People are always interested in SSDI and what it entails, what it’s like, just generally everything about it. They also have the misinformed idea that it’s a livable amount of money. That it is somehow living on easy street and that it’s permanent. It’s none of those things. This post is going to discuss my decision to apply and the process involved. Future posts will discuss the actual numbers and how one actually LIVES on this sum of money.
In 2006, at age 26, I experienced one of the worst episodes of my life. Things had been progressively getting worse – as they do with chronic and degenerative conditions – but I’d managed to hang on until this point. I’d been diagnosed with bipolar disorder I, generalized anxiety disorder, diabetes, and thyroid tumors. There is more, but that’s enough for now. Any more feels like justifying my disability and that is something I have struggled with and am no longer doing.
I was unable to work and/or function outside of a supportive environment. I couldn’t attend school. I stopped going to work. I hadn’t left my apartment for months. My friends constantly worried I had killed myself as I would go through periods of time where I couldn’t comprehend the idea of communicating with another person. There is one person that I know this affected greatly, and to this day I am sorry for the burden she shouldered.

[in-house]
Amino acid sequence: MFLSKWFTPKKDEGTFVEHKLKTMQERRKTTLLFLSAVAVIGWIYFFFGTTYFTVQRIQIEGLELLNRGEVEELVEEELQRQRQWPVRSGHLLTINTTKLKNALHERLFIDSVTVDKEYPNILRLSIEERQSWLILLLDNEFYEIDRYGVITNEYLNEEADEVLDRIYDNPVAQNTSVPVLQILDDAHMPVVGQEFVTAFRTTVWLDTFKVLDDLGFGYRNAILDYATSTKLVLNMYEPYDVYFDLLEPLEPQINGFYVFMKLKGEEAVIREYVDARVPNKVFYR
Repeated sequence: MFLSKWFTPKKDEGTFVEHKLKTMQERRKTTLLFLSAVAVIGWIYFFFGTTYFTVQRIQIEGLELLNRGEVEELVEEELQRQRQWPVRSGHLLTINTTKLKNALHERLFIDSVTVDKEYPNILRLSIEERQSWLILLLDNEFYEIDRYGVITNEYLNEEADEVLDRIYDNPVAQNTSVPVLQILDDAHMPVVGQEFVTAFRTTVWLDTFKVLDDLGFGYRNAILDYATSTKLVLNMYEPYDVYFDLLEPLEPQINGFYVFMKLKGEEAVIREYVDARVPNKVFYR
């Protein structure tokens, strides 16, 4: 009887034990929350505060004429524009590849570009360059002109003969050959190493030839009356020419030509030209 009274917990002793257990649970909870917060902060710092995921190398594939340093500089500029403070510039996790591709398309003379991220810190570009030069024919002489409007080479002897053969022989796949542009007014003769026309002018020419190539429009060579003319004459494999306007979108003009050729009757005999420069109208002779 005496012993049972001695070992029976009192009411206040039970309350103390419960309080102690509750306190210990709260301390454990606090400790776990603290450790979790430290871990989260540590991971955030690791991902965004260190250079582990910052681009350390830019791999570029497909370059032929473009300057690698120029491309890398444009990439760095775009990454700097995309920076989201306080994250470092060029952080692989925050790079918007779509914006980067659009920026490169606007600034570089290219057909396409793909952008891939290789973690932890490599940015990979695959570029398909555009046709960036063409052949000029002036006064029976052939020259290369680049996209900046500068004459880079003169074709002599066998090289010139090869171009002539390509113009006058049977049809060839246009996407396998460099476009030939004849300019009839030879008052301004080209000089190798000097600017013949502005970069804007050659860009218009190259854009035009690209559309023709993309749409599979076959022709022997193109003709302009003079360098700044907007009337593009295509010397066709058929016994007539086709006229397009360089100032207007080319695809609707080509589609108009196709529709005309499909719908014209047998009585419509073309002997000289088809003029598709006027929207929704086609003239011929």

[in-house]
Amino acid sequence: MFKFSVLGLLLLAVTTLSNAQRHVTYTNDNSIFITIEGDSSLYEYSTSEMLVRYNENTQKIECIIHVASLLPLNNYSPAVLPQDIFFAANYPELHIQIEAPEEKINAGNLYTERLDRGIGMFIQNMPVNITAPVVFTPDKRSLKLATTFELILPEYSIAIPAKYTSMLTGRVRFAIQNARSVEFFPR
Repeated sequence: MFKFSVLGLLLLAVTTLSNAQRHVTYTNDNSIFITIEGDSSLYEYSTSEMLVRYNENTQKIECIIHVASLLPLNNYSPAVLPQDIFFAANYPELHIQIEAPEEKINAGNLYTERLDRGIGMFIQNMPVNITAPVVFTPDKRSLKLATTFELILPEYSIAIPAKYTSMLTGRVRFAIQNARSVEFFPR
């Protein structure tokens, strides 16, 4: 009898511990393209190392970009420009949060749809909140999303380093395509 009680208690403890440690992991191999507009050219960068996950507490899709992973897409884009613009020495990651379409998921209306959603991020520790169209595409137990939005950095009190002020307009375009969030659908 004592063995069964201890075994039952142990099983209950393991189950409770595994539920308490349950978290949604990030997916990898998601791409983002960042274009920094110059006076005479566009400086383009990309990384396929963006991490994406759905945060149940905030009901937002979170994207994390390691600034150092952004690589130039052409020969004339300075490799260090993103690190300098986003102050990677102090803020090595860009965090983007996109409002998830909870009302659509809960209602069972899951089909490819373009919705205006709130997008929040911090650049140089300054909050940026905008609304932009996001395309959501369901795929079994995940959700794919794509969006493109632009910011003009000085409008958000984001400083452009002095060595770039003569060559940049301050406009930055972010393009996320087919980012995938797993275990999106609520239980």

After six months, my dad and brother showed up to find me over 300lbs, and completely nonfunctional. Sick from lack of meds, malnourished from not eating real food, and suffering incredibly emotionally and physically, I was carted back home.
It took over a year to recover from that time of my life. I had not been able to work for nearly two years, and was very fragile. My parents were making minimum payments on my debts and this was a great burden for them. At some point, it came into my head that I might qualify for SSDI or Social Security Disability Insurance. I applied online. The process took about three months for me at which point I was approved. During that time, my file was audited at both the state and federal level. I believe (I cannot prove this) that my claim was approved quickly because of how I approach things. I read the directions and I took my time, but I followed them to the letter. I found my condition, I provided documentation that directly answered the requirements. I have always kept complete copies of my medical records – including doctor’s notes. I was able to provide that information with my application instead of providing it once it was asked for.
SSDI is an insurance program. Every working citizen pays into out out of their paycheck. It’s not welfare. It’s not a program anyone wants to abuse. It is insurance that is supposed to keep you from dying due to poverty. And it does. Just barely. If you have a support system in place to help you.